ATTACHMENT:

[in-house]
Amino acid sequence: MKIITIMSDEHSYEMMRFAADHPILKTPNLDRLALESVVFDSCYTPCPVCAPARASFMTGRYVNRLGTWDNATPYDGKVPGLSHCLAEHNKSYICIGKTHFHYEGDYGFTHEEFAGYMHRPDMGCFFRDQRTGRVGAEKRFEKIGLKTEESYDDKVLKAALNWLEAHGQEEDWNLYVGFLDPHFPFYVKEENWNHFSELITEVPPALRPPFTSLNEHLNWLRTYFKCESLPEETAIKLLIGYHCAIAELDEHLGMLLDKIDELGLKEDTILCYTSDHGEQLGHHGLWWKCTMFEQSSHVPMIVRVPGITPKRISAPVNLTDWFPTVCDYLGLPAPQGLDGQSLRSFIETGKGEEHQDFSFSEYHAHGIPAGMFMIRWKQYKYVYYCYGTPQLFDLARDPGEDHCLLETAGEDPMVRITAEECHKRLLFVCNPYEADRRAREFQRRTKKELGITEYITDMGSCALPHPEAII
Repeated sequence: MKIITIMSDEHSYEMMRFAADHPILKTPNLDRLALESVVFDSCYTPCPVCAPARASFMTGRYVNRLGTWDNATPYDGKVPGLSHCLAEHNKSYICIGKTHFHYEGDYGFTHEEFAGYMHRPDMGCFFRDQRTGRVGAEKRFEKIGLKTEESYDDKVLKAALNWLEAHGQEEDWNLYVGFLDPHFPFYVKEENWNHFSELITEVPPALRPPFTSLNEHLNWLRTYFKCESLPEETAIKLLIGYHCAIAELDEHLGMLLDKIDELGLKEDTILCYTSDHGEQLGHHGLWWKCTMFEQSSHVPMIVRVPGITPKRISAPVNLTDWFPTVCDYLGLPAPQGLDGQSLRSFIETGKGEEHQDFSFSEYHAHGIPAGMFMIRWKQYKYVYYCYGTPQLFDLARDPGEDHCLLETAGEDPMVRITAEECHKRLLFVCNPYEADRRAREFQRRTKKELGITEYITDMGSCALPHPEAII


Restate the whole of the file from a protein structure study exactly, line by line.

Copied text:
[in-house]
Amino acid sequence: MKIITIMSDEHSYEMMRFAADHPILKTPNLDRLALESVVFDSCYTPCPVCAPARASFMTGRYVNRLGTWDNATPYDGKVPGLSHCLAEHNKSYICIGKTHFHYEGDYGFTHEEFAGYMHRPDMGCFFRDQRTGRVGAEKRFEKIGLKTEESYDDKVLKAALNWLEAHGQEEDWNLYVGFLDPHFPFYVKEENWNHFSELITEVPPALRPPFTSLNEHLNWLRTYFKCESLPEETAIKLLIGYHCAIAELDEHLGMLLDKIDELGLKEDTILCYTSDHGEQLGHHGLWWKCTMFEQSSHVPMIVRVPGITPKRISAPVNLTDWFPTVCDYLGLPAPQGLDGQSLRSFIETGKGEEHQDFSFSEYHAHGIPAGMFMIRWKQYKYVYYCYGTPQLFDLARDPGEDHCLLETAGEDPMVRITAEECHKRLLFVCNPYEADRRAREFQRRTKKELGITEYITDMGSCALPHPEAII
Repeated sequence: MKIITIMSDEHSYEMMRFAADHPILKTPNLDRLALESVVFDSCYTPCPVCAPARASFMTGRYVNRLGTWDNATPYDGKVPGLSHCLAEHNKSYICIGKTHFHYEGDYGFTHEEFAGYMHRPDMGCFFRDQRTGRVGAEKRFEKIGLKTEESYDDKVLKAALNWLEAHGQEEDWNLYVGFLDPHFPFYVKEENWNHFSELITEVPPALRPPFTSLNEHLNWLRTYFKCESLPEETAIKLLIGYHCAIAELDEHLGMLLDKIDELGLKEDTILCYTSDHGEQLGHHGLWWKCTMFEQSSHVPMIVRVPGITPKRISAPVNLTDWFPTVCDYLGLPAPQGLDGQSLRSFIETGKGEEHQDFSFSEYHAHGIPAGMFMIRWKQYKYVYYCYGTPQLFDLARDPGEDHCLLETAGEDPMVRITAEECHKRLLFVCNPYEADRRAREFQRRTKKELGITEYITDMGSCALPHPEAII